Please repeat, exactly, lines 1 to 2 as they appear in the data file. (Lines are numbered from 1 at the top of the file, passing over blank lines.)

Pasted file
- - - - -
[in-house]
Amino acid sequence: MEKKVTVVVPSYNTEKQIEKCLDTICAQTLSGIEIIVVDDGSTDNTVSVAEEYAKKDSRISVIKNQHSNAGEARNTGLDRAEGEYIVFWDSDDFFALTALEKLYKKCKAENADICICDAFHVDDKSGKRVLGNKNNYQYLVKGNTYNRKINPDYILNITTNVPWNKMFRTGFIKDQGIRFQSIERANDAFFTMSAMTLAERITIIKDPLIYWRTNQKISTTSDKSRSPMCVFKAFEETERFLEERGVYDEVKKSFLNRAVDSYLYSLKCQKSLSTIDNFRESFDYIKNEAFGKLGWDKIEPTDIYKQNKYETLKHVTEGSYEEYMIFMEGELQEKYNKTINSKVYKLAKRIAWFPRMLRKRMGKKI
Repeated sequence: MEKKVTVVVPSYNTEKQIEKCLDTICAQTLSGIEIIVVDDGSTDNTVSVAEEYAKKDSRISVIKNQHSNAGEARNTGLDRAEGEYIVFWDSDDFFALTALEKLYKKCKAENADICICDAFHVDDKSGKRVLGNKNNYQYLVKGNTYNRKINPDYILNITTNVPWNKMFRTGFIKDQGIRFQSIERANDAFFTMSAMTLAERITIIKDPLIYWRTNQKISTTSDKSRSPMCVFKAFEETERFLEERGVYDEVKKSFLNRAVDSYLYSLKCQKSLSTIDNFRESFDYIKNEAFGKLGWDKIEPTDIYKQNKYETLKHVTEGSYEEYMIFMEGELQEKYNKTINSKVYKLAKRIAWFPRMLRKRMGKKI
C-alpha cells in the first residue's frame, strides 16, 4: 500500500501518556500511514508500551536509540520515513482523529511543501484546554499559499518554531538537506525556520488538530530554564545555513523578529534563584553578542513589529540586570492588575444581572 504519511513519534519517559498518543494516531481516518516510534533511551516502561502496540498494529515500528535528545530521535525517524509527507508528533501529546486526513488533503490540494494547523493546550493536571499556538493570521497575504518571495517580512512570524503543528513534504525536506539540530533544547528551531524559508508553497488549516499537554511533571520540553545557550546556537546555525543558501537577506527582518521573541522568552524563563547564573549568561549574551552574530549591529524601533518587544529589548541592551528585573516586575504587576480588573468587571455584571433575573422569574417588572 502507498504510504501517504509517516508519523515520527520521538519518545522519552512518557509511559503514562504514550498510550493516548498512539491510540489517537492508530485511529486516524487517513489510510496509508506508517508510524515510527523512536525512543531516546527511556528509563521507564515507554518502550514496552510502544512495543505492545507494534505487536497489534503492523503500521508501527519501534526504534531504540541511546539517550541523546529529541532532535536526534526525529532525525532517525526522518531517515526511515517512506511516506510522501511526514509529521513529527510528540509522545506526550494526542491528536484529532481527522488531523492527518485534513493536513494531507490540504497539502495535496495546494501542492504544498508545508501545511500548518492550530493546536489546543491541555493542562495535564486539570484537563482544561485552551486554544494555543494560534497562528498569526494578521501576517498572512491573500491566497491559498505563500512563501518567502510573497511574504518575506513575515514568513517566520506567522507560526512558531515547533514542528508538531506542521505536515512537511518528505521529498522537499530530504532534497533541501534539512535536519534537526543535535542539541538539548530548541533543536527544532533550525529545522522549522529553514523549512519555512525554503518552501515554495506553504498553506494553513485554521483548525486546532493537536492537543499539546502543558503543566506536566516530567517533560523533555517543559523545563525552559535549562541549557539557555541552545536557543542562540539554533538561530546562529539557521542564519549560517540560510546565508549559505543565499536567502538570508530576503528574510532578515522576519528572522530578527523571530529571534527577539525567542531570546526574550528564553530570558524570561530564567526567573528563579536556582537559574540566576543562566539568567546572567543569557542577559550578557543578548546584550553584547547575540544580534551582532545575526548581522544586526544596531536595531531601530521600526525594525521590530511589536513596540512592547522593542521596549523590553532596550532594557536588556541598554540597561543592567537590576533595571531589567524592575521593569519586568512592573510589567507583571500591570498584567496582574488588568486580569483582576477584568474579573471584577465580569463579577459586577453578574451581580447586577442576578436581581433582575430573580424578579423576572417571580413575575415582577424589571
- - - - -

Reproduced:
[in-house]
Amino acid sequence: MEKKVTVVVPSYNTEKQIEKCLDTICAQTLSGIEIIVVDDGSTDNTVSVAEEYAKKDSRISVIKNQHSNAGEARNTGLDRAEGEYIVFWDSDDFFALTALEKLYKKCKAENADICICDAFHVDDKSGKRVLGNKNNYQYLVKGNTYNRKINPDYILNITTNVPWNKMFRTGFIKDQGIRFQSIERANDAFFTMSAMTLAERITIIKDPLIYWRTNQKISTTSDKSRSPMCVFKAFEETERFLEERGVYDEVKKSFLNRAVDSYLYSLKCQKSLSTIDNFRESFDYIKNEAFGKLGWDKIEPTDIYKQNKYETLKHVTEGSYEEYMIFMEGELQEKYNKTINSKVYKLAKRIAWFPRMLRKRMGKKI